Information warfare has undergone a diverse array of names and approaches from the services. The lack of synergy might be due, in part, to the fact that joint doctrine has struggled since the mid-1990s to define information operations or information warfare, said Vice Adm. Jan Tighe, deputy chief of naval operations for information warfare and director of naval intelligence.

Addressing an audience Feb. 22 at the AFCEA West conference in San Diego, California, Tighe explained that the reason for this struggle is that the integration of related capabilities is approached a bit differently by each service based on the mission they have inside their joint force.

"So it makes sense that each service would be looking at information operations from a joint sense slightly differently," she concluded.

As far as the Navy is concerned, Tighe said that since around 2009, they have aggregated capabilities under three principle pillars: battlespace awareness, assured command and control, and integrated fires.

Battlespace awareness involves the ability to sense from the sea floor all the way up to space, she said, being able to predict the maritime environment in a meaningful way in order to support the joint fight. Certainly this also includes the electromagnetic spectrum and cyberspace as domains that the force has to be able to sense and understand both what they are emitting and how they understand the enemy's disposition.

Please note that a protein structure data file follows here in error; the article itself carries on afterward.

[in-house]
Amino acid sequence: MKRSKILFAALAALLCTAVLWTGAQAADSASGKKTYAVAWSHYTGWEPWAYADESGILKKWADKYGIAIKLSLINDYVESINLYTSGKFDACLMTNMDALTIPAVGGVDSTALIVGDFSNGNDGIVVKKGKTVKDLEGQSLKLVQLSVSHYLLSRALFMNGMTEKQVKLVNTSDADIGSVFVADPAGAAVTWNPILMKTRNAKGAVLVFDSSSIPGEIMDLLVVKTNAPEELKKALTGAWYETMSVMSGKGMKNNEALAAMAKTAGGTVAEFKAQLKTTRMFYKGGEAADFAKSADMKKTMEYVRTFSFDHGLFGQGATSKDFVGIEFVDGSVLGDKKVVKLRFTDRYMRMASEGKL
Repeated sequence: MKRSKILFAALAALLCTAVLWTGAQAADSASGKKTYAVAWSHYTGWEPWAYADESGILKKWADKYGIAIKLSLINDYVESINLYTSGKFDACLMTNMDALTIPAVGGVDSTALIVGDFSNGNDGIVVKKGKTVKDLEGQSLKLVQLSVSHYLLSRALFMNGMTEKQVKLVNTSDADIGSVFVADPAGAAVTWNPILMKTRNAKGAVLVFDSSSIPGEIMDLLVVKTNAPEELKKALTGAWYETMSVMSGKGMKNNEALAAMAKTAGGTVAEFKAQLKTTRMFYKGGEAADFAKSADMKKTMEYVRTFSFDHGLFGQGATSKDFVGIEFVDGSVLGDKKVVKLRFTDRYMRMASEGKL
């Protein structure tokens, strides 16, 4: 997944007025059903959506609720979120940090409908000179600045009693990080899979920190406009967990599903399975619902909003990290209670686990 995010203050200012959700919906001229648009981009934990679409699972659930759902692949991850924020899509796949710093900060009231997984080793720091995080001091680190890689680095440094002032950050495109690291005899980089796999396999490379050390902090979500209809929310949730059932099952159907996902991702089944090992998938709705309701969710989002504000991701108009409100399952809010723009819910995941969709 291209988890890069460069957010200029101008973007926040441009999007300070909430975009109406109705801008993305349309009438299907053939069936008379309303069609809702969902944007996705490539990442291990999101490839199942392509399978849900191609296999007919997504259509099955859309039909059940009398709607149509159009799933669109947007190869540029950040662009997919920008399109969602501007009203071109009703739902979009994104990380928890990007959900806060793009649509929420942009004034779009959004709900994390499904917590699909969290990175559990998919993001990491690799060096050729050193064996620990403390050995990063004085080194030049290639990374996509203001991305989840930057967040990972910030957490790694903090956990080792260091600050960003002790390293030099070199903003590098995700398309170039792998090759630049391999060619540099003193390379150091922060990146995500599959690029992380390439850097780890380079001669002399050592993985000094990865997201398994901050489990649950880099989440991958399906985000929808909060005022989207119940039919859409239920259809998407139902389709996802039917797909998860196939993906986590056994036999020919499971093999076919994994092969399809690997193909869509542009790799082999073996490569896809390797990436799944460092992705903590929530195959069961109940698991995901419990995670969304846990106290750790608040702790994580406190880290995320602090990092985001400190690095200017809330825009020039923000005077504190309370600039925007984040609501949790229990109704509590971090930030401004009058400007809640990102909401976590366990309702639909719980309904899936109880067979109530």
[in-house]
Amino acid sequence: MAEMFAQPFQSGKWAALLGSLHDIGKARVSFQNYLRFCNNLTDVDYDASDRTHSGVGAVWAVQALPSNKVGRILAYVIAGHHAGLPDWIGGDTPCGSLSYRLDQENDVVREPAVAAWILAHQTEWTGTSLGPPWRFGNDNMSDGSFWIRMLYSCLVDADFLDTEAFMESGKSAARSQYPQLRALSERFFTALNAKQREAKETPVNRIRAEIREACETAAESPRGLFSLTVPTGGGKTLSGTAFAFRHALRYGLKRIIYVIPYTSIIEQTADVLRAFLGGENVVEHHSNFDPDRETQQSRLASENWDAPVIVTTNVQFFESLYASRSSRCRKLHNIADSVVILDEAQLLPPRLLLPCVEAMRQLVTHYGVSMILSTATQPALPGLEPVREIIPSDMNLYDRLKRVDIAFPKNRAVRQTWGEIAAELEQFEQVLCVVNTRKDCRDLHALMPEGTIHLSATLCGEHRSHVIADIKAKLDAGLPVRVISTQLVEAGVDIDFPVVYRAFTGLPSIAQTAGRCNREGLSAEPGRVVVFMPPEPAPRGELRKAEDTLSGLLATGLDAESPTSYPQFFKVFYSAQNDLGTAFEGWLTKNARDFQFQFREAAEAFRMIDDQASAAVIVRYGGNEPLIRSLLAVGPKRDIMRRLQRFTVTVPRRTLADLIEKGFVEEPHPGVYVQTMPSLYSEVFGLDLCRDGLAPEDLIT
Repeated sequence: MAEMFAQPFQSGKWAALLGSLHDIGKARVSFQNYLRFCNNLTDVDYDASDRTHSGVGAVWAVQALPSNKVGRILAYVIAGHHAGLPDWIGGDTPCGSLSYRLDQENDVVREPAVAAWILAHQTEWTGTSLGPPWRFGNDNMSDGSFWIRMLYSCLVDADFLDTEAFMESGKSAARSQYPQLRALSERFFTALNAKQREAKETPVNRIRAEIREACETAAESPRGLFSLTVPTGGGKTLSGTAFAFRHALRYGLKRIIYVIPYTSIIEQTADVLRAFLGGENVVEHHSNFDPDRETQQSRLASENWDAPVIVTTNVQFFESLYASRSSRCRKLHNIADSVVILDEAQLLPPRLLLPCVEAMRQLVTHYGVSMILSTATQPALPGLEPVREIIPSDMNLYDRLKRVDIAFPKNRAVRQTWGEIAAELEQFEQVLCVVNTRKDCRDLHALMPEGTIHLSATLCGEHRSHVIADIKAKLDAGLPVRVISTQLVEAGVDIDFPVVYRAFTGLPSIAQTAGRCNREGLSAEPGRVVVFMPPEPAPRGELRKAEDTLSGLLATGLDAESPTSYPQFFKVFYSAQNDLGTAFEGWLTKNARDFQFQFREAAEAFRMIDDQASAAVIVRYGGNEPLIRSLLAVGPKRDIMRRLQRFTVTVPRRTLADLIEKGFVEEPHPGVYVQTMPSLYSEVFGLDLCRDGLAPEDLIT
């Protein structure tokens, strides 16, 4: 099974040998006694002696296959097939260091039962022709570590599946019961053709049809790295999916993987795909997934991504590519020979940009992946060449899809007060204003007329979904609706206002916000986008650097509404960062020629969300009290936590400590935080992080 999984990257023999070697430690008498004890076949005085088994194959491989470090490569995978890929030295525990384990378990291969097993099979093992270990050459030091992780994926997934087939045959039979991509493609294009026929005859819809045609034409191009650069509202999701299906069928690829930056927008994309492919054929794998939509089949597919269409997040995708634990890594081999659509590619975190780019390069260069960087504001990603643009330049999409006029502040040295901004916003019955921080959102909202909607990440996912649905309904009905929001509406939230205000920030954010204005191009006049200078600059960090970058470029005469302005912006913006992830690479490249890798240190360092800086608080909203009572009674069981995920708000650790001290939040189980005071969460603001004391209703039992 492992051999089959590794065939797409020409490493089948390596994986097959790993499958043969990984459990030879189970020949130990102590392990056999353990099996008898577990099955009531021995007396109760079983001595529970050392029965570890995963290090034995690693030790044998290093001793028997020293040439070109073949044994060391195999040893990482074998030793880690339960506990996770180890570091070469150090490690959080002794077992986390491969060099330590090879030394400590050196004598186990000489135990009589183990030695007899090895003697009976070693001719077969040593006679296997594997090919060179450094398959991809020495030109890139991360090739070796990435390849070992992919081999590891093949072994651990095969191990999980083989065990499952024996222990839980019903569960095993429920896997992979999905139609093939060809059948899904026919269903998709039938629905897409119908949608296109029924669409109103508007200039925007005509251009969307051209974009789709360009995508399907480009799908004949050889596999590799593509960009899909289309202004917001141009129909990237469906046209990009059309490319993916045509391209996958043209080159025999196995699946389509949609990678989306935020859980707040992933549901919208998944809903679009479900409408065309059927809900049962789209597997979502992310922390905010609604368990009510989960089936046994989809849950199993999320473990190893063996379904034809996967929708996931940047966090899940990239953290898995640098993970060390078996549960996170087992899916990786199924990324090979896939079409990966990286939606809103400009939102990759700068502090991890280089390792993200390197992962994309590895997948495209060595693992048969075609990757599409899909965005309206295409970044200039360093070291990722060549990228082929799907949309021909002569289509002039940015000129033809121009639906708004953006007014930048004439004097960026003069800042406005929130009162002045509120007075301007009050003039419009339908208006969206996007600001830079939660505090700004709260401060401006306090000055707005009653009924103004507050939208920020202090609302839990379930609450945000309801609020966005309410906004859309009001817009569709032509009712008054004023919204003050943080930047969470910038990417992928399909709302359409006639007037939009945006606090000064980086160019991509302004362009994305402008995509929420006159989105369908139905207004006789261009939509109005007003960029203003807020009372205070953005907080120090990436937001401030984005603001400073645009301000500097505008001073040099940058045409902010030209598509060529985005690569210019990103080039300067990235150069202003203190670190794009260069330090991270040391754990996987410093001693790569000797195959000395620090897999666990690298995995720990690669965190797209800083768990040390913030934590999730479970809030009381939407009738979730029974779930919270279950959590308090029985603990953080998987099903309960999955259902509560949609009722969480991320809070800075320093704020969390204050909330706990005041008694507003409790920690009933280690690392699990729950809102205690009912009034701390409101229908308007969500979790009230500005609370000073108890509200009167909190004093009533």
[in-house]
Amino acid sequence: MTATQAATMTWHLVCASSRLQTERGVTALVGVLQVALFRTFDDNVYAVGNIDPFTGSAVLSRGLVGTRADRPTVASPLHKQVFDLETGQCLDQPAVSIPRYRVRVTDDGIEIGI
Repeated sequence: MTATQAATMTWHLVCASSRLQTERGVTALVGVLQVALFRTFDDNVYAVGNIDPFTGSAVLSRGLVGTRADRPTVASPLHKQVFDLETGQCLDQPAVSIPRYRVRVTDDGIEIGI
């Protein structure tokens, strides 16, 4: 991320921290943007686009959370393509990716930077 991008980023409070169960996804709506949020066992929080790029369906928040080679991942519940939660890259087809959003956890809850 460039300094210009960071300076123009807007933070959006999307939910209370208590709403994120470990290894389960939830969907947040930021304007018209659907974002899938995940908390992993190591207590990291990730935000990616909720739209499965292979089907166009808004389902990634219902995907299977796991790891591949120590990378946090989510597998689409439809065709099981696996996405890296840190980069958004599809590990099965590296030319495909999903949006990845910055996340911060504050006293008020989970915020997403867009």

Second, Tighe explained the need to enable commanders to command and control their forces with assurity.

Third, integrated fires is all about delivering effects in the non-kinetic domains – electromagnetic spectrum and cyberspace – as well as creating the digital fabric, the intelligence and the targeting solutions to allow our kinetic weapons to achieve their full kinematic range through targeting and communications.

From a Marine Corps perspective, Brig. Gen. Dennis Crall, the service's CIO and director of C4, explained that information operations or information warfare, as far as he can see regardless of the service, fall into six general categories:

  • Awareness: understanding the information environment
  • Attack and exploit of networks, systems or information, all of which in and of itself is a mission
  • Influence: understanding the cognitive domain is not enough but the force must do something about it calling the ability to influence adversaries at a time of choosing is critical
  • Deception
  • Ability to control information activities, capabilities and resources

Crall also offered that the Marine Corps is going through an operational planning endeavor right now to bring this capability to the Marine Corps at the Marine Air-Ground Task Force level. The commandant has received authorization to create a new three-star billet and a new deputy commandant for information, Crall said. That will encompass all the capabilities that were normally associated with information operations, such as military information support operations electronic warfare and operations security, Crall said, but also special technical operations, special access programs and cyber. Information operations will no longer be the integrator; the integrator will be something much bigger, he said.

While in the midst of organizing the force to meet this new goal, he said they are going to include around 3,000 new Marines to perform these tasks.